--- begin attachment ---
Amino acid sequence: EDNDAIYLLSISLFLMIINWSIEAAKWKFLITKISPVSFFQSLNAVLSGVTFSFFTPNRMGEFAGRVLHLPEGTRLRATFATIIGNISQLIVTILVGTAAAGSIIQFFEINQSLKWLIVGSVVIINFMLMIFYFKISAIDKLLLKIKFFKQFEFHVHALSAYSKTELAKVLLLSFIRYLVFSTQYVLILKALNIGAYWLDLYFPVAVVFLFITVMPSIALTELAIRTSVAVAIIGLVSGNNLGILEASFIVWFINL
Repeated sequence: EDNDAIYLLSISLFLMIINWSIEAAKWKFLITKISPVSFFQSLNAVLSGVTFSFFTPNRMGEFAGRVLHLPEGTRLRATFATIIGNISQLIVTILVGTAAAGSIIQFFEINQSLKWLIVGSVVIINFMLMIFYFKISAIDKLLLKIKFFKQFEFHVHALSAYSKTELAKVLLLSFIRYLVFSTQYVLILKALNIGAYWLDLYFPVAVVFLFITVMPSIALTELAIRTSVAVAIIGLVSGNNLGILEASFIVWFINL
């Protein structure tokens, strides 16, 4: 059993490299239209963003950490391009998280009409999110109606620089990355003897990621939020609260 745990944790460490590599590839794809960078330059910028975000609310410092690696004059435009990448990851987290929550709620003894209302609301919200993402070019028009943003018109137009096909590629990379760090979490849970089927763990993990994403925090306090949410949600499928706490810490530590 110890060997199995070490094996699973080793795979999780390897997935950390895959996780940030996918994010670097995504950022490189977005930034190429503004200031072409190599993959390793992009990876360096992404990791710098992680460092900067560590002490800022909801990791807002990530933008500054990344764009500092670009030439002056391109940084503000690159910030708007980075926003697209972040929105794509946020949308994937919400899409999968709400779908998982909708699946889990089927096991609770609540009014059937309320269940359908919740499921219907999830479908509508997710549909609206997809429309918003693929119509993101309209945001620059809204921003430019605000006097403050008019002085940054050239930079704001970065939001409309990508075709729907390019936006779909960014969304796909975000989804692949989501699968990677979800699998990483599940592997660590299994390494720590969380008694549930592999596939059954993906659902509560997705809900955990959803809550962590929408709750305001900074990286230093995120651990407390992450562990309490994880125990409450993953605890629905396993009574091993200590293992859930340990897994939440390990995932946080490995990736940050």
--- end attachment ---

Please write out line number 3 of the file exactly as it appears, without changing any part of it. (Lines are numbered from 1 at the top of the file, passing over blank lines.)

């Protein structure tokens, strides 16, 4: 059993490299239209963003950490391009998280009409999110109606620089990355003897990621939020609260 745990944790460490590599590839794809960078330059910028975000609310410092690696004059435009990448990851987290929550709620003894209302609301919200993402070019028009943003018109137009096909590629990379760090979490849970089927763990993990994403925090306090949410949600499928706490810490530590 110890060997199995070490094996699973080793795979999780390897997935950390895959996780940030996918994010670097995504950022490189977005930034190429503004200031072409190599993959390793992009990876360096992404990791710098992680460092900067560590002490800022909801990791807002990530933008500054990344764009500092670009030439002056391109940084503000690159910030708007980075926003697209972040929105794509946020949308994937919400899409999968709400779908998982909708699946889990089927096991609770609540009014059937309320269940359908919740499921219907999830479908509508997710549909609206997809429309918003693929119509993101309209945001620059809204921003430019605000006097403050008019002085940054050239930079704001970065939001409309990508075709729907390019936006779909960014969304796909975000989804692949989501699968990677979800699998990483599940592997660590299994390494720590969380008694549930592999596939059954993906659902509560997705809900955990959803809550962590929408709750305001900074990286230093995120651990407390992450562990309490994880125990409450993953605890629905396993009574091993200590293992859930340990897994939440390990995932946080490995990736940050």